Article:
Finding balance in occupational licensing

Recently, the Institute for Justice (Institute) determined state licensing barriers for lower-income workers and aspiring entrepreneurs not only hurts people trying to establish themselves in a profession, but annually drives consumer prices up by $203 billion.

Recently, the Institute for Justice (Institute) determined state licensing barriers for lower-income workers and aspiring entrepreneurs not only hurts people trying to establish themselves in a profession, but annually drives consumer prices up by $203 billion.

Washington requires people in 77 jobs, including driving school bus, well-drilling and operating cranes, to be licensed. That means applicants must successfully complete education and training, pass their exams, and pay licensing fees.

Just as technology changes, so do licensing requirements and fees. The key is finding that balance which is appropriate for each occupation, especially for workers in low income jobs.

The Institute, which was founded in 1991, studied 102 occupations nationwide. While it found Washington and Louisiana have the most licensing requirements for lower-income occupations, Hawaii’s prerequisites are the most grueling and California’s licensing system is just out of whack!

The Wall Street Journal (Journal), in a recent editorial, argued: “California has the most dysfunctional regime. Across professions, it has established “a nearly impenetrable thicket of bureaucracy” where “no one could” provide a “list of all the licensed occupations,” as one state oversight agency admitted last year. California’s door repairmen, carpenters and landscapers must first rack up 1,460 days of supervised on-the-job experience, then pay more than $500 for the license, before they can work as a contractor.”

No state wants that label. California’s tarnished reputation hurts workers, consumers and employers.

The good news is the Institute found that our state’s licensing laws are less burdensome than most, ranking 48th in the nation. On average, they require $209 in fees, 163 days of education and experience, and, in most instances, one exam. However, there have been exceptions.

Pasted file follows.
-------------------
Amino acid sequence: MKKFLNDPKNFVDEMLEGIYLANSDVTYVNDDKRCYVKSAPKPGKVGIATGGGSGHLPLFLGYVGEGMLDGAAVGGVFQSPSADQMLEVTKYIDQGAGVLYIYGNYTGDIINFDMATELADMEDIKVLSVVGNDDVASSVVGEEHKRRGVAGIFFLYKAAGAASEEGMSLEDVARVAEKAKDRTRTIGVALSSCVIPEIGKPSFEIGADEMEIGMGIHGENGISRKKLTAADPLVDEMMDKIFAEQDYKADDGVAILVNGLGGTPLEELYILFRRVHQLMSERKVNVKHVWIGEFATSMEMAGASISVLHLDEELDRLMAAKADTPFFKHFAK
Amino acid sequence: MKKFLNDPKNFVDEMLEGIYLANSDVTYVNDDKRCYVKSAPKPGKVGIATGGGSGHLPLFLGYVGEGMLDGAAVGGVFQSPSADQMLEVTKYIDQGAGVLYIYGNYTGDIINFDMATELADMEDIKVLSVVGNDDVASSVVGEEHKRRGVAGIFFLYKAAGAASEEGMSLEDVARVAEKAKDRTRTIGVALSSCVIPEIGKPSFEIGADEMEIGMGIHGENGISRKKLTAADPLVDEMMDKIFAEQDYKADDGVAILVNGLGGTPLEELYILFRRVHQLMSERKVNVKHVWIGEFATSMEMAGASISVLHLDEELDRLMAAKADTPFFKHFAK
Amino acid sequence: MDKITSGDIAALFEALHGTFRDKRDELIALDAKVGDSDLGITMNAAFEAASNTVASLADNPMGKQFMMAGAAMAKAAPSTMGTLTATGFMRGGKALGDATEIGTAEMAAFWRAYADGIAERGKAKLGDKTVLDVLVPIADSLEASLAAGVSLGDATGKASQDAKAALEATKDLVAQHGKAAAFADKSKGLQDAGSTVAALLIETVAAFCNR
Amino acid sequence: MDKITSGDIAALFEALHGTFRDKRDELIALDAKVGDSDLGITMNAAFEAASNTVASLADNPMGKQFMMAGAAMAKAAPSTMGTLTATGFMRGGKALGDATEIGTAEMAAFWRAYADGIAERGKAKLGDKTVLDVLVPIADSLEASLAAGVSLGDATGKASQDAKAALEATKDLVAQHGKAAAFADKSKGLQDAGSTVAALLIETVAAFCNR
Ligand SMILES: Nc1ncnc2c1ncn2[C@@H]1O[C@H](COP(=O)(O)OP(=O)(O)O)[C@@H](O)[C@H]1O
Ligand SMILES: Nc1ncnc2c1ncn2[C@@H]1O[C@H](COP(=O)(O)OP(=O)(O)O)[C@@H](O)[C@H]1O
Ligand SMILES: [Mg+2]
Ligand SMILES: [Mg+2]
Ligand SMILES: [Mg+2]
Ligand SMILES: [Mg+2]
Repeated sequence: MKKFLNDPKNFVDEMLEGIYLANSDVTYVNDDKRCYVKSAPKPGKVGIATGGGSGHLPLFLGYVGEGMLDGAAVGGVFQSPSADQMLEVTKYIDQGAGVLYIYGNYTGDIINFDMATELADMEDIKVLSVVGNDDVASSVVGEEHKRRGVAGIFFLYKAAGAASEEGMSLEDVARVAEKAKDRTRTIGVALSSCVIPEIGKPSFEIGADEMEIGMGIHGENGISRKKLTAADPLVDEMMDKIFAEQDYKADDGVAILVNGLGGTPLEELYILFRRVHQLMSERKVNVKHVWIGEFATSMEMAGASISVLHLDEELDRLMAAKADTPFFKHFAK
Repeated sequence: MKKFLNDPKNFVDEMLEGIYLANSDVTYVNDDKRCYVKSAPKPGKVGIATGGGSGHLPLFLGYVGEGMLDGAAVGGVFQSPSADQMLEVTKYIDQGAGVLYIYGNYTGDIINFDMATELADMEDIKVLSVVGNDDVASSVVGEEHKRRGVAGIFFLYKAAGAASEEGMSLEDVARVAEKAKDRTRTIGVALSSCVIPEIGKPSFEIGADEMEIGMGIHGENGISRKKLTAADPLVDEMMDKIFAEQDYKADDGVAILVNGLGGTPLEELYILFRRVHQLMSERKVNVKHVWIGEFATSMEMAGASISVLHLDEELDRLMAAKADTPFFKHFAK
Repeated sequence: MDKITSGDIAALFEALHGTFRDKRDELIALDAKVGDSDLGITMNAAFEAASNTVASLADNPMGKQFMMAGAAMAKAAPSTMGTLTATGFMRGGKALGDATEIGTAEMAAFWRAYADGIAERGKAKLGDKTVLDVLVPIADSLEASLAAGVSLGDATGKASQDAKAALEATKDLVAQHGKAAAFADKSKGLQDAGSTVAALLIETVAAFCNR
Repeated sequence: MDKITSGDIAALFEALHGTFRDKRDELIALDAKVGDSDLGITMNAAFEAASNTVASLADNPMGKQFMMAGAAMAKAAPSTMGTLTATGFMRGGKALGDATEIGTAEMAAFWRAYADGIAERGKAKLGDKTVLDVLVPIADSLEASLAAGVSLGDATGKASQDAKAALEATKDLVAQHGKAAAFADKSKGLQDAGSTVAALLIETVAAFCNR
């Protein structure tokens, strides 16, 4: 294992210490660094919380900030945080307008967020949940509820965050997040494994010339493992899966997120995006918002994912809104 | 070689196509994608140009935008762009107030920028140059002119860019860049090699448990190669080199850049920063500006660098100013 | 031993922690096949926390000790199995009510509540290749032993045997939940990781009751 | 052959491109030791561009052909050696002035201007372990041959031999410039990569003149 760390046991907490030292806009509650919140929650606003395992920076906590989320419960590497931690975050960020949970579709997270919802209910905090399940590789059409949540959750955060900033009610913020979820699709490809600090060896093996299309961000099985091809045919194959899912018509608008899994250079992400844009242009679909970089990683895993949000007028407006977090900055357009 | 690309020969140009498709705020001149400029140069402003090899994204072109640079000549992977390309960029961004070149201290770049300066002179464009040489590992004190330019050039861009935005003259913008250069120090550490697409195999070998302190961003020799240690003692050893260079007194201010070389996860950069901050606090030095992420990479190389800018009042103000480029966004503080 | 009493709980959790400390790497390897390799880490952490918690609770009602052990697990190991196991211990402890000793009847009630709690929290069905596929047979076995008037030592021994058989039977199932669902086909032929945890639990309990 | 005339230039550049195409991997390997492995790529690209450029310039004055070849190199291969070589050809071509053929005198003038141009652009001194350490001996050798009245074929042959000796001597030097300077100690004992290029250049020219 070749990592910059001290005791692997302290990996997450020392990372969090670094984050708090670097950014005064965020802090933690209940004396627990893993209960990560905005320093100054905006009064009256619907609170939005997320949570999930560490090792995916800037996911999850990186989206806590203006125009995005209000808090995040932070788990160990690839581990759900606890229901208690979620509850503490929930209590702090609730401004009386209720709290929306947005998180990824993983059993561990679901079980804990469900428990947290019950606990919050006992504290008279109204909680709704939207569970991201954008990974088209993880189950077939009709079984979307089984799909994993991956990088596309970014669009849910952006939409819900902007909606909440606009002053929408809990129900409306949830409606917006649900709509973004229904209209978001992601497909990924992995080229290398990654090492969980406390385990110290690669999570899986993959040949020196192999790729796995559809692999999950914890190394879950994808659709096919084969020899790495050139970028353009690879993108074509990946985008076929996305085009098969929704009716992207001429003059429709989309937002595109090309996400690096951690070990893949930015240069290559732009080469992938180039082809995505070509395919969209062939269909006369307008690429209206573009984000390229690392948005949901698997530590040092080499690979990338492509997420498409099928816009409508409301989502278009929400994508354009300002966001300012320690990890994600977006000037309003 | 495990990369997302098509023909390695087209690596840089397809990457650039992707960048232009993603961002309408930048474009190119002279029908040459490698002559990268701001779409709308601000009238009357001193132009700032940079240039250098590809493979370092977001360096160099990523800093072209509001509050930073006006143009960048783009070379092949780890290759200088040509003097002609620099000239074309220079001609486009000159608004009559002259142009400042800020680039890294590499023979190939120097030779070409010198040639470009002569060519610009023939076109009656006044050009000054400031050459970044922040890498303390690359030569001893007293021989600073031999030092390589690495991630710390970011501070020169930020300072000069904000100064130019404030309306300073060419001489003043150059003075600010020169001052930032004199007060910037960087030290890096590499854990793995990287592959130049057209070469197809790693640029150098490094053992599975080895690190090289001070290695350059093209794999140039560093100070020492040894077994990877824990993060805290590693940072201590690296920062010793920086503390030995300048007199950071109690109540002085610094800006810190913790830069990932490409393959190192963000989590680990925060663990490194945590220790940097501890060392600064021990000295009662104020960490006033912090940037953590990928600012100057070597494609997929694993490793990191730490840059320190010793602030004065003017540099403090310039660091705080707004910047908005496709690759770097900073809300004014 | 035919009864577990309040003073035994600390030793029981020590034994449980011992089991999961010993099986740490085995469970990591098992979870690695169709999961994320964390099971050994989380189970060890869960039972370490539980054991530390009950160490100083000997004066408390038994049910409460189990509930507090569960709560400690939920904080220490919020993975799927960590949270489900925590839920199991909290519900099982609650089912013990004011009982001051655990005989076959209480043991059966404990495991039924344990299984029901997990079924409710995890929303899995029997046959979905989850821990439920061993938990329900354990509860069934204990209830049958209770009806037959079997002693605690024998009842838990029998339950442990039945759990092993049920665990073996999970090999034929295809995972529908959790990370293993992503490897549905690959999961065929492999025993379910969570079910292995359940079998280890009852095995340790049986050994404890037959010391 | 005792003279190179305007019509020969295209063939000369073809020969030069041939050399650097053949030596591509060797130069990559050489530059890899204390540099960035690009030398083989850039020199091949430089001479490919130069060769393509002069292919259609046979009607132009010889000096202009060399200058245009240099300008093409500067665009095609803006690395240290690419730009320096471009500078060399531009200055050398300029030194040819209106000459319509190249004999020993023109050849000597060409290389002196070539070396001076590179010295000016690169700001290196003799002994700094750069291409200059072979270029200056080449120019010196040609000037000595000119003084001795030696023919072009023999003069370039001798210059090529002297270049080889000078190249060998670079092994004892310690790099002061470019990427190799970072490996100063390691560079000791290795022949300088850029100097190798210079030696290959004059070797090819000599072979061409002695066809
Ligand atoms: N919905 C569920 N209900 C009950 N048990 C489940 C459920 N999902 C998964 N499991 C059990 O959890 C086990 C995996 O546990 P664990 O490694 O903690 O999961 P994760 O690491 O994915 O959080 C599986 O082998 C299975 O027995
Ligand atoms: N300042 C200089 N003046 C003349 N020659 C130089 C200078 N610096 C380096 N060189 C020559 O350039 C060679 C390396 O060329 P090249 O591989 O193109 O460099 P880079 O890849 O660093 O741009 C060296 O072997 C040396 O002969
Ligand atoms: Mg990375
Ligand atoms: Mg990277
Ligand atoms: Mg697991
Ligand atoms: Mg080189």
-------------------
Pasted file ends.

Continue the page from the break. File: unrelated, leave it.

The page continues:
One was hair braiding.

In 2005, African hair braider Benta Diaw sued Washington’s Department of Licensing over the state’s effort to require her and other braiders to obtain cosmetology licenses.

To become a cosmetologist in Washington, a hair braider would have to spend 1,500 hours in a cosmetology school, pass two exams and pay $230. However, the course did not cover hair braiding.

The Institute’s attorneys in the Bellevue office claimed that is more than ten times the number of hours required to become an animal control officer, emergency medical technician and security guard—combined.

In 2005, the Department announced that braiding did not—and would not—require a cosmetology license, but nine years later the Institute filed a law suit to get a binding order preventing the state from requiring a cosmetology license.

Kent-based braider Salamata Sylla, who immigrated from Senegal in 1999, was plaintiff Salmata, a single mom, learned to braid as a child by practicing on her family and friends. Since her exclusively practice was African hair braiding, the court sided with her.

The licensing requirements for hair braiders also hurt consumers by restricting access to goods and services.

The Journal reported Louisiana has around 400,000 more black residents than neighboring Mississippi. But in 2012, Mississippi had 1,200 licensed African-style hair braiders. Louisiana, which requires 500 hours of training, had just 32.

Not all licensing issues are as straight forward. State licensing requirements also impact competition.

For example, in Louisiana monks at Saint Joseph Abbey, a century-old Benedictine monastery in Covington, attempted to sell their handmade wooden caskets directly to the public. A state board ruled under Louisiana law, it is a crime for anyone but a licensed funeral director to sell “funeral merchandise,” which includes caskets.

The precedent-setting constitutional question for the U.S. Supreme Court: Can the government suppress economic liberty?

The Institute report serves a useful purpose. It should cause state lawmakers and agency regulators to revisit occupational licensing which hopefully will benefit everyone.

Don Brunell, retired as president of the Association of Washington Business, is a business analyst, writer, and columnist. He lives in Vancouver and can be contacted at TheBrunells@ msn.com.

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Finding balance in occupational licensing

Recently, the Institute for Justice (Institute) determined state licensing barriers for lower-income workers and aspiring entrepreneurs not only hurts people trying to establish themselves in a profession, but annually drives consumer prices up by $203 billion.